Business Corruption in Morocco
Morocco enjoys macroeconomic stability with low inflation, a large reserve of foreign exchange and diminishing foreign debt. Although the country performed better than others in the region, Morocco experienced economic instability and political unrest through 2012, according to Freedom House 2013. Morocco is highly accommodating to foreign and domestic investment, and the government is making continuous efforts to improve the investment climate, for example, by streamlining paperwork in connection with investment. Nonetheless, the country still faces a number of socio-political challenges. One of these is the occurrence of corruption, petty and grand, in virtually all sectors, including the country's political life. Prime Minister Abdelilah Benkirane was cited on 5 December 2013 as explaining that Morocco must admit that it has not achieved desired corruption results, according to an 11 December 2013 article by Magharebia. Companies doing business in Morocco should be aware of the following corruption developments:
- The legal framework concerning corruption, transparency and integrity seems to be in place, and the regulatory system itself is becoming increasingly transparent.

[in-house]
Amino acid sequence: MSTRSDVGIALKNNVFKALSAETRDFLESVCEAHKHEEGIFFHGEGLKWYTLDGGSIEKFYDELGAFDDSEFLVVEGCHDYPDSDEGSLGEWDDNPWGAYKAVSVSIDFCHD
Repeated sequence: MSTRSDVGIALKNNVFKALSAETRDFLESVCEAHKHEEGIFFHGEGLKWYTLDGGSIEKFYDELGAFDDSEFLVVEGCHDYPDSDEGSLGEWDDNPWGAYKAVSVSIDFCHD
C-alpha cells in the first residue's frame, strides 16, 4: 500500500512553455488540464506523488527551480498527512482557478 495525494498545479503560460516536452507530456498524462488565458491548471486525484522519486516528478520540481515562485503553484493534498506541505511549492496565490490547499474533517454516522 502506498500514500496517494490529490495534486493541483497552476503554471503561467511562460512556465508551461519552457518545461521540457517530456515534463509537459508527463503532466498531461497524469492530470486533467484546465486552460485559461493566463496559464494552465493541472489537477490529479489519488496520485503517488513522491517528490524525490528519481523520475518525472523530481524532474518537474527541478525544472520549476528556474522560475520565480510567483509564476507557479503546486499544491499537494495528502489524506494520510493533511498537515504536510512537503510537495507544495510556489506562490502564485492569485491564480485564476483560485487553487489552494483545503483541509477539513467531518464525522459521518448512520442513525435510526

- In December 2012, the government launched an anti-corruption awareness campaign aiming to raise anti-corruption awareness among the public as well as to enhance the government's role in the fight against corruption.
- In 2011, Parliament passed a landmark law to protect whistleblowers as well as trial witnesses and experts. The same year also saw the passage of the Freedom of Information Act.
- In October 2010, Morocco's government unveiled a two-year anti-corruption plan, which includes over 40 new anti-graft measures, such as asset declarations for top state officials, government protection of whistleblowers, and channels for the public to report graft and extortion by government officials.
However, the country still faces challenges in curbing corruption. Challenges include:
- Foreign as well as Moroccan entrepreneurs identify corruption as a large obstacle to investment in Morocco and remain sceptical with regard to the effectiveness of the government’s efforts to fight corruption
- The royal family and well-connected individuals control large companies and are likely to win public procurement tenders.
- Allegations persist that companies owned by highly influential persons are rarely disciplined by regulatory agencies if they infringe investment regulations, and that regulations shown to jeopardise the entrenched interests of the higher circles of political and economic power are disregarded.
- Prosecutions of corruption cases have been accused of targeting only petty corruption. Also high profile cases and cases where the misdeeds were shown to result from the government's style of governance have been promptly halted in order to avoid political embarrassment.
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